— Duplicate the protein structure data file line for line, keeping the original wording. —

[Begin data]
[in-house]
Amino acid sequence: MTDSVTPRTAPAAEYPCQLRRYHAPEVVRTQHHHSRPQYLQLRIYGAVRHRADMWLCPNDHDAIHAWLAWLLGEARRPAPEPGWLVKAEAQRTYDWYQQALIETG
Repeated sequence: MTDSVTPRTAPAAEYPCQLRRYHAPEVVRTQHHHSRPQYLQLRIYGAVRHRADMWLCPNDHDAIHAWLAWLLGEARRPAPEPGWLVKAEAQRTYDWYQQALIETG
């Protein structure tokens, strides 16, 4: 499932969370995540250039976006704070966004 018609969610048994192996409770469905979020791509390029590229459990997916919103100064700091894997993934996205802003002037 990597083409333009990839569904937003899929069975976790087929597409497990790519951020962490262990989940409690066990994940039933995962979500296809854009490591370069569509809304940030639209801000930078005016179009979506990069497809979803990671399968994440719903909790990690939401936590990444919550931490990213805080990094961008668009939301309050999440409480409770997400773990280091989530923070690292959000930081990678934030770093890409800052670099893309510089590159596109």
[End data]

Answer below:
[in-house]
Amino acid sequence: MTDSVTPRTAPAAEYPCQLRRYHAPEVVRTQHHHSRPQYLQLRIYGAVRHRADMWLCPNDHDAIHAWLAWLLGEARRPAPEPGWLVKAEAQRTYDWYQQALIETG
Repeated sequence: MTDSVTPRTAPAAEYPCQLRRYHAPEVVRTQHHHSRPQYLQLRIYGAVRHRADMWLCPNDHDAIHAWLAWLLGEARRPAPEPGWLVKAEAQRTYDWYQQALIETG
């Protein structure tokens, strides 16, 4: 499932969370995540250039976006704070966004 018609969610048994192996409770469905979020791509390029590229459990997916919103100064700091894997993934996205802003002037 990597083409333009990839569904937003899929069975976790087929597409497990790519951020962490262990989940409690066990994940039933995962979500296809854009490591370069569509809304940030639209801000930078005016179009979506990069497809979803990671399968994440719903909790990690939401936590990444919550931490990213805080990094961008668009939301309050999440409480409770997400773990280091989530923070690292959000930081990678934030770093890409800052670099893309510089590159596109």